What Happens to social relationships After the Pandemic?

As the world battles through the Coronavirus (COVID-19) pandemic sweeping across continents, physicians and healthcare professionals continue to share information to help the public stay safe and prevent further spread of the deadly COVID-19.

What is a pandemic? Merriam Webster’s English dictionary describes it as a disease, prevalent over a whole country or the world, or occurring over a wide geographic area and affecting an exceptionally high proportion of the population. This is the situation of the COVID-19 today.

Based on what is currently known about the virus from the Centre for Disease Control and Prevention (CDC), spread from person-to-person happens most frequently among close contacts (within about 6 feet). This type of transmission occurs via respiratory droplets. Transmission of novel coronavirus to persons from surfaces contaminated with the virus has not been documented. Transmission of coronavirus, in general, occurs much more commonly through respiratory droplets than through fomites.

Health professionals continue to share Information and sensitize the public on healthy ways to stay safe and prevent infection. Most of this information is being spread through social media, community outreach, hashtags, and the like. Companies have also made it their responsibility to share updates on COVID 19, while sanitizers, disinfectants and social distancing have become a prevalent part of household and media conversations.

As the infection continues to spread across the globe, and scientists work around the clock for a permanent cure, it has become very important to keep the public updated about the dangers of the virus and the importance of practicing the health tips provided by professionals to prevent the virus, Some of which include:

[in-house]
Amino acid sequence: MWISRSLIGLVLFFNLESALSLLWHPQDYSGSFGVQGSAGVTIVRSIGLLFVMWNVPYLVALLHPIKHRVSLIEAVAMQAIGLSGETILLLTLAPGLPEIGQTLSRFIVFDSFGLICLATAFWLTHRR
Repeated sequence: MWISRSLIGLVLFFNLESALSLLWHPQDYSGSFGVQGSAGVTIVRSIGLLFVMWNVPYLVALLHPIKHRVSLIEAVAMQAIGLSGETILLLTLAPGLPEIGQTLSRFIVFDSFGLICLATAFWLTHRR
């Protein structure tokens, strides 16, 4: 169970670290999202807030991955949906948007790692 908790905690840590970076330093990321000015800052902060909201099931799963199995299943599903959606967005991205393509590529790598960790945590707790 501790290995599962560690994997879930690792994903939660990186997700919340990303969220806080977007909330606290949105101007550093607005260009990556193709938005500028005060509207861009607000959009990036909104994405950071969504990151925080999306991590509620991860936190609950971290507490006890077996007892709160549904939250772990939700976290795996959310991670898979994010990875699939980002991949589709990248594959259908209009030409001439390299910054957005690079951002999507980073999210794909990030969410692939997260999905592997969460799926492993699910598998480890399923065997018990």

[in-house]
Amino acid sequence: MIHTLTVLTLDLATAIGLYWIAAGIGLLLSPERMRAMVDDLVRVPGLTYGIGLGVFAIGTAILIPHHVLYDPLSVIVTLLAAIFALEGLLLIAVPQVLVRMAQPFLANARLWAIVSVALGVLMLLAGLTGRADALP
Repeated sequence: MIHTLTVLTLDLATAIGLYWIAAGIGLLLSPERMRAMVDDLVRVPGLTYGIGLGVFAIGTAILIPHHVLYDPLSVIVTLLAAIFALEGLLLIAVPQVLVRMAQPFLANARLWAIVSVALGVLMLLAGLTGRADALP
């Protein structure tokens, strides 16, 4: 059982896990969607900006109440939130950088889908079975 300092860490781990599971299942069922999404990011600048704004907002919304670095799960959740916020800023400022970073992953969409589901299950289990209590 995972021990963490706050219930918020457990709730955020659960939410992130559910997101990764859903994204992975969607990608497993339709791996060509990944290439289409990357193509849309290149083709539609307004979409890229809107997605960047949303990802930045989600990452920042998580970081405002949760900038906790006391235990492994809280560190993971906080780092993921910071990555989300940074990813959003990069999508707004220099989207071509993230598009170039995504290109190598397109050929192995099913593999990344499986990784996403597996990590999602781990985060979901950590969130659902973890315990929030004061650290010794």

Social Distancing: This refers to a set of non-pharmaceutical infection control actions intended to stop or slow down the spread of a contagious disease. The objective of social distancing is to reduce the probability of contact between persons carrying an infection, and others who are not infected, so as to minimize disease transmission, morbidity and ultimately, mortality. This disease control method is most effective when an infection can be transmitted via droplet contact (coughing or sneezing); direct physical contact, including sexual contact; indirect physical contact (e.g. by touching a contaminated surface); or airborne transmission (if the microorganism can survive in the air for long periods). Which makes Social Distancing a suitable preventive measure for COVID 19.

Social distancing is not a new form of infection control. Historically, leper colonies were established as a means of preventing the spread of leprosy and other contagious diseases through social distancing, until the transmission was understood and effective treatments invented.

Keep Your Hands Clean: The WHO advises that the most effective way to protect yourself against the new coronavirus is by frequently cleaning your hands with alcohol-based hand rub or washing them with soap and water. By doing this, you eliminate viruses that may be on your hands and avoid infection that could occur by then touching your eyes, mouth, and nose.

Environmental Cleaning and Disinfection Recommendations: Current evidence suggests that the coronavirus may remain viable for hours to days on surfaces made from a variety of materials. Cleaning of visibly dirty surfaces followed by disinfection is a best practice measure for the prevention of COVID-19 and other viral respiratory illnesses in community settings. It is aimed at limiting the survival of the coronavirus in key environments.

Finally, what happens beyond COVID-19? I have received several calls and messages from friends, colleagues, and family sharing information about how to stay safe during this pandemic. The messages range from wash your hands, wear a face mask, drink a lot of water, sanitize your hands, and drink a lot of vinegar (please do not do this). I have to ask, will these healthy habits become a part of our lives, or do we drop them off and move on when the virus is defeated?

I think not, keeping a clean environment, washing our hands and maintaining a decent social distance in public places should be a part of our lives beyond the pandemic. These habits generally reduce the risk of opportunistic infections which keeps us healthy.

Therefore, while we practice these habits to overcome the coronavirus, let’s remain conscious of our health and make it a lifestyle to stay clean and conscious beyond the COVID-19 pandemic.

Boma Benjy – Iwuoha

 

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